Warning: The AMS1117 absolute maximum input voltage is 15V.

Find out the NodeMCU serial port in use

You can find out which port your nodeMCU is attached to by starting Control panel and navigating to hardware and "Device Manager" to find the following screen:

Device manager showing NODEMCU ESP6288 com port

Reading the documents at :

Says the following:

flash-mode is qio for most ESP8266 ESP-01/07 (512 kByte modules) and dio for most ESP32 and ESP8266 ESP-12 (>=4 MByte modules). ESP8285 requires dout.

ESP8266 Flash Downloader

This method of flashing the ESP8266 to install the latest nodeMCU firmware uses the latest tool - which is also very easy to use, however you need to go and get a binary file for it to program into the chip - not too difficult.

Download pyflasher to install nodeMCU firmware

Download the following tool:

win32.exe here.
win64.exe here.

This will download the pyflasher that is python based but you won't need to install other files just double click and go.

The downloaded filename is : NodeMCU-PyFlasher-4.0-x64.exe

It looks like this:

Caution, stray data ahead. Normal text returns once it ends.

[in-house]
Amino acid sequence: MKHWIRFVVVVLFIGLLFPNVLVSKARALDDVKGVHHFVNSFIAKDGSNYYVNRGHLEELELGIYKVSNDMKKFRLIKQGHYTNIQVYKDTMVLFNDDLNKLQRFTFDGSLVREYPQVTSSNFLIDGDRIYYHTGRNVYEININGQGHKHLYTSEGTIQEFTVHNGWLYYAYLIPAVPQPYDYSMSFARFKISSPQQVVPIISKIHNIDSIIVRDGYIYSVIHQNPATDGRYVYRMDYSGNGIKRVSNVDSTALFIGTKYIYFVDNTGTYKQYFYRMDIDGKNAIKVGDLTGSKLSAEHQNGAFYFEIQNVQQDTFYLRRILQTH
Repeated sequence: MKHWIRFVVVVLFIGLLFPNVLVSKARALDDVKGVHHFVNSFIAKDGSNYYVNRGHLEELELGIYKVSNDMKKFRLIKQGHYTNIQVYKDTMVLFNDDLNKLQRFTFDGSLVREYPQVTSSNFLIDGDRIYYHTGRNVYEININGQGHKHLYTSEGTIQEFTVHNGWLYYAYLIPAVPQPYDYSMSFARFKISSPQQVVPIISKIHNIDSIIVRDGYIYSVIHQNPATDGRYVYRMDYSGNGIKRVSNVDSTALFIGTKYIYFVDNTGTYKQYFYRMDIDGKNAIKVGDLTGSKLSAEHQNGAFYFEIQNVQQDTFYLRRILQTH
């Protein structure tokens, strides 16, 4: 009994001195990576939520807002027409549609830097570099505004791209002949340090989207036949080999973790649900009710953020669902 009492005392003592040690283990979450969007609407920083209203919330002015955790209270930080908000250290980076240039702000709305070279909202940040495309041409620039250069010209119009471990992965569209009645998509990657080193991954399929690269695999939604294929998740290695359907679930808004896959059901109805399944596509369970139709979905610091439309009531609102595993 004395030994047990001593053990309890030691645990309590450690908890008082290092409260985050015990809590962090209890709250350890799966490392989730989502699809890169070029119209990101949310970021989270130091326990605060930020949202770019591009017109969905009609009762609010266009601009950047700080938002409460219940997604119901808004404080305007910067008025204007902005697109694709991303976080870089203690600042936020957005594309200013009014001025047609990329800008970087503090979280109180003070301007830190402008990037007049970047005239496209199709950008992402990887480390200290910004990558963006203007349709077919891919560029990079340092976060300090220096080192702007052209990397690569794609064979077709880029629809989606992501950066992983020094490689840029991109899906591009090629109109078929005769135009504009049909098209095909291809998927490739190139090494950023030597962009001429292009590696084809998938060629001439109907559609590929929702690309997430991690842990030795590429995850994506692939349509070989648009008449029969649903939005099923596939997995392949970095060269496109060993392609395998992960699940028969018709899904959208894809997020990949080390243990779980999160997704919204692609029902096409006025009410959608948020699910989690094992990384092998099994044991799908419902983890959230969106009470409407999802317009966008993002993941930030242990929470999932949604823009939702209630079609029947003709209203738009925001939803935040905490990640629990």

pyflasher start up screen

Get a nodeMCU firmware Cloud Built Binary

Before you can use pyflasher go and get a binary sent to your email account (for the default settings this takes ~2 minutes). It sounds a bit intimidating but the steps are easy - there's only a few and its not that hard.

Visit this page...

...and keep the default options - at the moment only the ESP8266 is supported and that's what's in the nodeMCU board so that's fine. Enter your email, click the "Start Your Build" button and wait for the binary. Here's what the options look like:

nodeMCU build options

Note: You can see the functions available for each module by clicking on the book symbols next to each check box.

The idea is to include those you need since space is limited on the ESP8266.

Programming the ESP8266 using pyflasher

Again don't forget to close the ESP8266 serial port you may have been using!

Download the float version of your binary - this is recommended even though it uses more memory but is up to you.


  • Keep the serial speed at 115200.
  • Choose the serial port or use auto detect.
  • Choose DIO for ESP-12E
  • Choose Erase Flash - just to make sure!

Click "Flash NodeMCU":

pyflasher finished

Note: When you start the serial terminal this Lua interface uses 115200 baud not the 9600 as the previous version used.